Curb public drinking judiciously

The reservations Singaporeans have over the public consumption of alcohol were made amply clear during a consultation exercise carried out by the Ministry of Home Affairs (MHA) and government feedback portal Reach earlier. Support for two measures proposed was overwhelming, with 83 per cent agreeing with the idea of no-alcohol zones in some public places and 76 per cent with that of shorter retail sale hours.

MHA and Reach now have launched the second phase of public consultations with a choice of ways of restricting alcohol consumption based on practices abroad. These models range from partial restriction with selective enforcement, where the police act against people who create a nuisance when consuming alcohol, to restrictions applied in all places and at all times. In between are options to partially restrict consumption by place or by time. The consultation exercise provides Singaporeans with an opportunity to suggest practical and viable solutions to the sporadic problems of public order and safety associated with unbridled consumption. No doubt, the role of alcohol which featured in discussions of the Little India riots in December last year might influence people as they ponder solutions.

However, it is important to avoid going to the other extreme and acting against even the moderate public consumption of alcohol. Entertainment and tourist areas depend heavily on the ambience that social drinking adds to the buzz of a city. Iconic establishments such as Zouk might not have taken off at all if restrictions on drinking had been excessive and punitive.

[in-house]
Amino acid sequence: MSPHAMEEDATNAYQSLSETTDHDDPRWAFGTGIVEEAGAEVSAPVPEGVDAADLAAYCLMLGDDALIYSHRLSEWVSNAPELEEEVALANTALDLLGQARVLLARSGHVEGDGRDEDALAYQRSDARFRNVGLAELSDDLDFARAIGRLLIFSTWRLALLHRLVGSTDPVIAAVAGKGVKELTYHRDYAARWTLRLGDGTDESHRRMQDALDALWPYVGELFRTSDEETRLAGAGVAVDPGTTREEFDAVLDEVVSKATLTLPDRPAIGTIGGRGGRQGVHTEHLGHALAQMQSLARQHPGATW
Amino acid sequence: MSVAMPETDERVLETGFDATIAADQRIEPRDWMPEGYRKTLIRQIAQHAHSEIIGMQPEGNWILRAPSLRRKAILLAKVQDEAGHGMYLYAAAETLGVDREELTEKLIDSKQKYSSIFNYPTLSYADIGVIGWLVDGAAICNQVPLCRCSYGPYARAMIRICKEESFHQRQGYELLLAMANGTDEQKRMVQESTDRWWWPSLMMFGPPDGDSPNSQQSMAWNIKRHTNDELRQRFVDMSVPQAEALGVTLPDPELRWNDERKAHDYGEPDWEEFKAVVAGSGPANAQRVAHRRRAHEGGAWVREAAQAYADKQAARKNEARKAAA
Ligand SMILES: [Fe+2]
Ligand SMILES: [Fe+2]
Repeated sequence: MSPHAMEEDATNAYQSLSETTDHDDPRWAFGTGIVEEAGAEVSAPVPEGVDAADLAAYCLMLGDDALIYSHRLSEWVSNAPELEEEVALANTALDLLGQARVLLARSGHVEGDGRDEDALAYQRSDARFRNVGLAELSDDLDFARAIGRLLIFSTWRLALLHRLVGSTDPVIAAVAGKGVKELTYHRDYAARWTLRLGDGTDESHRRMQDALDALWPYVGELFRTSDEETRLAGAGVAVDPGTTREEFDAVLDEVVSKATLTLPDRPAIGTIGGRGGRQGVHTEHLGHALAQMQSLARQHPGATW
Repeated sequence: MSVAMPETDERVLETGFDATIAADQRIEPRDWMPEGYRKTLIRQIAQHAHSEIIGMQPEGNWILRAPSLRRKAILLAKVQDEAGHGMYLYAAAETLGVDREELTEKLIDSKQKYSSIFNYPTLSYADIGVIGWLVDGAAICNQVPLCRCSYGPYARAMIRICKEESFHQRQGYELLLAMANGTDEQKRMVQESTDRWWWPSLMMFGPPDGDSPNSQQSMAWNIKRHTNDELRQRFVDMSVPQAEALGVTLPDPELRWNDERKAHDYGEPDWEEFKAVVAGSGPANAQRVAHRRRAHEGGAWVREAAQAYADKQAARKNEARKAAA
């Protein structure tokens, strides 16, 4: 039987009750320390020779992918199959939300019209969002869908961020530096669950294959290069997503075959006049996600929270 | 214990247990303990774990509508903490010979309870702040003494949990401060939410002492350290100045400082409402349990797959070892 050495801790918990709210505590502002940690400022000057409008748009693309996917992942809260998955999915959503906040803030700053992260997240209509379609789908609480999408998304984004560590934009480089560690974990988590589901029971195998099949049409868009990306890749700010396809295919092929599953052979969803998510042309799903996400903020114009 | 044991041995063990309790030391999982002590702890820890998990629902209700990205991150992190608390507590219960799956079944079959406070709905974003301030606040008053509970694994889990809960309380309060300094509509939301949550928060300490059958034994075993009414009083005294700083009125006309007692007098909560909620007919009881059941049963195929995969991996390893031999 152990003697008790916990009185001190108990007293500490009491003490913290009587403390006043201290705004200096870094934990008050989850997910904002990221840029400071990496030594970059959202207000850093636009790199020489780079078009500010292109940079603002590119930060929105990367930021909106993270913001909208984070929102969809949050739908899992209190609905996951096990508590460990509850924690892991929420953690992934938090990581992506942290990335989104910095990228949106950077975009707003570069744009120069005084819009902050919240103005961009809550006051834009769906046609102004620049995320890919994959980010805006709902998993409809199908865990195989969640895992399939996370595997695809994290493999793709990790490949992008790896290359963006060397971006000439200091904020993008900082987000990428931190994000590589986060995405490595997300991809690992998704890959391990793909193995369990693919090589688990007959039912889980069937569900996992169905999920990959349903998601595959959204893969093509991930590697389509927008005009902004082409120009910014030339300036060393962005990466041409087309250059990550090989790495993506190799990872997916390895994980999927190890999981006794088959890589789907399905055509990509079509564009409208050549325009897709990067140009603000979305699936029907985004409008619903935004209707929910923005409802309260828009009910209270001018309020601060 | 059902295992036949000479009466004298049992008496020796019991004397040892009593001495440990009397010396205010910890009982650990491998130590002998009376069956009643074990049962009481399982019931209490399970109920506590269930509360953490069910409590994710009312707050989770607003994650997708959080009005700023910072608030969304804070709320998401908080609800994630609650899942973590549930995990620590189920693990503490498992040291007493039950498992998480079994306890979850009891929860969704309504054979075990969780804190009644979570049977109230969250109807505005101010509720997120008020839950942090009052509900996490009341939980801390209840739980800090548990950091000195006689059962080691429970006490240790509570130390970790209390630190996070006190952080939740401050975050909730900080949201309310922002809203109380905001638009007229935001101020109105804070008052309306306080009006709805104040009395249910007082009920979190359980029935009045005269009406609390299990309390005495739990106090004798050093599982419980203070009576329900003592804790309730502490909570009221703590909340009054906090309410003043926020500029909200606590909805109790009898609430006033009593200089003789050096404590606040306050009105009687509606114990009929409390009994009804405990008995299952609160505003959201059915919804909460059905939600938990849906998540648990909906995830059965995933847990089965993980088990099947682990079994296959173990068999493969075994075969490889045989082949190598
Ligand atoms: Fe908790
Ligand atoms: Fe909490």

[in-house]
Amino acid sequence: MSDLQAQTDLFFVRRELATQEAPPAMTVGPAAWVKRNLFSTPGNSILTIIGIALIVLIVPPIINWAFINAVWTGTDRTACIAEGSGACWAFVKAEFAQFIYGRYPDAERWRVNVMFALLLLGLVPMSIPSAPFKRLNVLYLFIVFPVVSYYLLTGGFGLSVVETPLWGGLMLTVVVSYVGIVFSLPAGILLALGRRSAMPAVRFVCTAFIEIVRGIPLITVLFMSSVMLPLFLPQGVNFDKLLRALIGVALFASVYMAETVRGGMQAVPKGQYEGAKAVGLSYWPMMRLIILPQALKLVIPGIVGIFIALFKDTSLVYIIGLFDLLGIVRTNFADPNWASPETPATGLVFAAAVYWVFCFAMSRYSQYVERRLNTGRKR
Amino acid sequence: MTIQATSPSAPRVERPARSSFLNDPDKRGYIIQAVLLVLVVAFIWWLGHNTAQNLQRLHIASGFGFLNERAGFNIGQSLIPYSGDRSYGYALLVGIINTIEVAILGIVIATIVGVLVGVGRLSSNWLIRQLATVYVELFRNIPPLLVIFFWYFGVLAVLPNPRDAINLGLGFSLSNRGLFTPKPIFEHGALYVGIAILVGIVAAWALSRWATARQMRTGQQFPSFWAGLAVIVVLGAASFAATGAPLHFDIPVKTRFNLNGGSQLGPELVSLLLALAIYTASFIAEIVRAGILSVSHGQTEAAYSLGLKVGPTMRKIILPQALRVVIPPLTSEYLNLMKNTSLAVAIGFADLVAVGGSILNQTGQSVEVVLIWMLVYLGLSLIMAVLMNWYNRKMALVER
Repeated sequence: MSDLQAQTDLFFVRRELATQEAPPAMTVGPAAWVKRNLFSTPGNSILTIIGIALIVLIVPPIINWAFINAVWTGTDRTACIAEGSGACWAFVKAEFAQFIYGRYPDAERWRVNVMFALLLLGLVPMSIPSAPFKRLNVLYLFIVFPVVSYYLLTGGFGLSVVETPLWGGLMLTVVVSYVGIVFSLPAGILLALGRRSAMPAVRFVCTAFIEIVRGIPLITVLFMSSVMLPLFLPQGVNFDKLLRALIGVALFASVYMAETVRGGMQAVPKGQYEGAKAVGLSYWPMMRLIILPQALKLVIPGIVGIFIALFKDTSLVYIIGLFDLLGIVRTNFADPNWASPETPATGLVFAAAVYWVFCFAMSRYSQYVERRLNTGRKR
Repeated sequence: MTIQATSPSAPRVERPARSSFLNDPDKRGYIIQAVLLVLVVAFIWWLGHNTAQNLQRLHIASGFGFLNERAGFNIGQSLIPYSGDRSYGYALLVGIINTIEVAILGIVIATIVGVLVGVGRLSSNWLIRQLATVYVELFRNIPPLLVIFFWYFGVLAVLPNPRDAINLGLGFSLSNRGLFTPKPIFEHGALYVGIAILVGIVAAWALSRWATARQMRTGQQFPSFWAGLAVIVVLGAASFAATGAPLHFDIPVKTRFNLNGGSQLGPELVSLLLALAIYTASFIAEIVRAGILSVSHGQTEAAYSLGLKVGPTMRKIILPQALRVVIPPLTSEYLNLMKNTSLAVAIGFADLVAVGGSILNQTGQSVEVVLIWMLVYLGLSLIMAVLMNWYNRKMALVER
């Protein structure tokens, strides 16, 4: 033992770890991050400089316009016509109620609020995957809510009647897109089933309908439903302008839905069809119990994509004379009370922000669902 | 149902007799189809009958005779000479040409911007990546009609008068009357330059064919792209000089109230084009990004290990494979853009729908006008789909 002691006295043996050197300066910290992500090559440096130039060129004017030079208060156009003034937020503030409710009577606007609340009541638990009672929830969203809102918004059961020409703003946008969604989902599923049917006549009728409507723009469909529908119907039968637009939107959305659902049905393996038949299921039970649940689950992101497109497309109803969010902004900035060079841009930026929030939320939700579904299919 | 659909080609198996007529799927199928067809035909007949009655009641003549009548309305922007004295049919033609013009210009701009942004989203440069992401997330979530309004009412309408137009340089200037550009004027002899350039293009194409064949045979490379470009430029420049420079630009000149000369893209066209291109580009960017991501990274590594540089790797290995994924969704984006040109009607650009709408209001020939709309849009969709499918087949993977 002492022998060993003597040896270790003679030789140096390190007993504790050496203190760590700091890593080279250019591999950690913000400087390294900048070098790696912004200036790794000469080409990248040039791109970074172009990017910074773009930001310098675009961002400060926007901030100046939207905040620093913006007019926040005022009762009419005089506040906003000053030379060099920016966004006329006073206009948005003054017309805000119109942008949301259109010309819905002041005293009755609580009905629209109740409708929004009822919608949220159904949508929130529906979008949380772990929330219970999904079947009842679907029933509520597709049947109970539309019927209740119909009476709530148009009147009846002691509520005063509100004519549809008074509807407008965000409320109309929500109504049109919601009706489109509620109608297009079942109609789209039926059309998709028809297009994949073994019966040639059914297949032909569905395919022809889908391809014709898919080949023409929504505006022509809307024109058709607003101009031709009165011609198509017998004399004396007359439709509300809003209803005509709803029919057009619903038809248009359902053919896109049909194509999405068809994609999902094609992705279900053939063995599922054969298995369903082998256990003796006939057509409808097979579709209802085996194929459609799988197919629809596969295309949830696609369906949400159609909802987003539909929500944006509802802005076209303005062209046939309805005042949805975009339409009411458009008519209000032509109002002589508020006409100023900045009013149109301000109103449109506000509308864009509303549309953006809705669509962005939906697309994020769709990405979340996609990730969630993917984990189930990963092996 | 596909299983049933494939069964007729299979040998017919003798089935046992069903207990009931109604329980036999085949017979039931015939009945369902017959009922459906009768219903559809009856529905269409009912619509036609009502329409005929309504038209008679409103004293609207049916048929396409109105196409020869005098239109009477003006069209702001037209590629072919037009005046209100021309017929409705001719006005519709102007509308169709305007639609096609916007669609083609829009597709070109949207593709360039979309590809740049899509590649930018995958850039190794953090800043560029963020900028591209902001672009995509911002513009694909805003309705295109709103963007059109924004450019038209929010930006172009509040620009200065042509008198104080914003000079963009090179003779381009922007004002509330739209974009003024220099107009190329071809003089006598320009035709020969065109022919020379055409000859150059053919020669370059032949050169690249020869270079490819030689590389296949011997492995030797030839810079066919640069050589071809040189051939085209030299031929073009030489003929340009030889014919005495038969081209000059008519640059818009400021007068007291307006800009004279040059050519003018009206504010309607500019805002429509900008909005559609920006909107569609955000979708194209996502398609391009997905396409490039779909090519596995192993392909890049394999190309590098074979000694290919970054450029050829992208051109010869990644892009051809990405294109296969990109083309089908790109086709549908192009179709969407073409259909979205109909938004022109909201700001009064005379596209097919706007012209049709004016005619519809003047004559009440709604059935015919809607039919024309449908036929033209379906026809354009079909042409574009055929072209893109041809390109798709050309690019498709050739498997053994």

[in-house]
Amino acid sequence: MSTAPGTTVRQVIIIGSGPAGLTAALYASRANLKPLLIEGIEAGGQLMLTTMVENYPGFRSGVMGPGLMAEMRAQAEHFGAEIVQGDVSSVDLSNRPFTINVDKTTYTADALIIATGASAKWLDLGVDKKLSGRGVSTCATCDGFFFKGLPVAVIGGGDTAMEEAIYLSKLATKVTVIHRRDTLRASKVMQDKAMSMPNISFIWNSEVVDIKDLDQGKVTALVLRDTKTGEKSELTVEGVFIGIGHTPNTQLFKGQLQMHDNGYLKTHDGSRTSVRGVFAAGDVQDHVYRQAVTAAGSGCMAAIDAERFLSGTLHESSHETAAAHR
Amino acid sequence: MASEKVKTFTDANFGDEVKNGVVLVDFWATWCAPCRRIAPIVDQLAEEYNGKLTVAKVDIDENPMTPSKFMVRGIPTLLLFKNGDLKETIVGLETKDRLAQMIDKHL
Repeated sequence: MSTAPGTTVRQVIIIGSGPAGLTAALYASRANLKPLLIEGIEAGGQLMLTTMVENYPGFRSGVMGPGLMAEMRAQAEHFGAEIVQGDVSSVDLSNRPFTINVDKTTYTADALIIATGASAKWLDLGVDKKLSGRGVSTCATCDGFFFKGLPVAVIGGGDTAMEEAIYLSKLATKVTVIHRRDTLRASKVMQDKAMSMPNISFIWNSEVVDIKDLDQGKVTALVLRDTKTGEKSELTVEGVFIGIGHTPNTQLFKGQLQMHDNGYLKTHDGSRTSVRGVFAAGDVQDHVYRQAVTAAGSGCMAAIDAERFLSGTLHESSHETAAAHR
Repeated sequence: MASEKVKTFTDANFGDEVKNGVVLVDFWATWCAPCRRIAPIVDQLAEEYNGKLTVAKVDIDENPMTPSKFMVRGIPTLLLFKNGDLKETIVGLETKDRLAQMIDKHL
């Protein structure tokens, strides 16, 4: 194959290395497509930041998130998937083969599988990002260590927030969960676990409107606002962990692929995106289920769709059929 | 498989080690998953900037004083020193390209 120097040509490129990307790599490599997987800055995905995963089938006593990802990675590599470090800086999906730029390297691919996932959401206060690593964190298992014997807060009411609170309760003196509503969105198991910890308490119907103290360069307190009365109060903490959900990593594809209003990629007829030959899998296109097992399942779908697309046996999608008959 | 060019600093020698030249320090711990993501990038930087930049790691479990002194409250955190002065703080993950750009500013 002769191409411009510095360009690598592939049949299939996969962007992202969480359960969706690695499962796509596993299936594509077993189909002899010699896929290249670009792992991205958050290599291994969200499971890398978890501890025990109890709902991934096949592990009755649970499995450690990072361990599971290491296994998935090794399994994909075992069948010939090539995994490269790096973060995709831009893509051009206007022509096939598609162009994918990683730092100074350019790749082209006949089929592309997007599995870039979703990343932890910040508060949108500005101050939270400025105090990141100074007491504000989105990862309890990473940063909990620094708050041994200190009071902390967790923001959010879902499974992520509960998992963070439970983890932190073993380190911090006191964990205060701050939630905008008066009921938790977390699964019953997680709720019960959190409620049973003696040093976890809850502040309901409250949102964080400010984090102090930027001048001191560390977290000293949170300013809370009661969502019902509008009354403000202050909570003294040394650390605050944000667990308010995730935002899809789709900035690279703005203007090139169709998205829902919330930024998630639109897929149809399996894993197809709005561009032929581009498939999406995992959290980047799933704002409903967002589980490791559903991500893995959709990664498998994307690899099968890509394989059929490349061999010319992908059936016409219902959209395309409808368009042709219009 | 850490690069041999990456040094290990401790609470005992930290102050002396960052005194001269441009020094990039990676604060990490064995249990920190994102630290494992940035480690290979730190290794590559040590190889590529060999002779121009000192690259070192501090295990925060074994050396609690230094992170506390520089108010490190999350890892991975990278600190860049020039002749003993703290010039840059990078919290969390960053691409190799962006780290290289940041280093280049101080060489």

Overly strict and paternalistic rules can drain the life of entertainment areas that cater to a wide spectrum of locals and foreigners alike. In contrast, responsible access to popular nightlife and the usual range of alcohol helps to make Singapore attractive as a destination and sets it off from places marked by a cultural bias against drinking.

In the circumstances, zoning and selective restrictions might provide a middle way between laxity and excessive regulations. Dry zones in public spaces associated with rowdy behaviour could be a possible solution. There also is merit in examining how to create a socially congenial atmosphere in congregation hot spots and common areas in the neighbourhood, such as playgrounds, void decks and areas around MRT stations.

In giving their views on ways to contain disorderly or inconsiderate behaviour caused by the public consumption of alcohol, Singaporeans would wish to preserve the freedom to drink with the freedom of people not to be subjected to the perils of public drunkenness.

In the final analysis, the solution must fit Singapore's realities.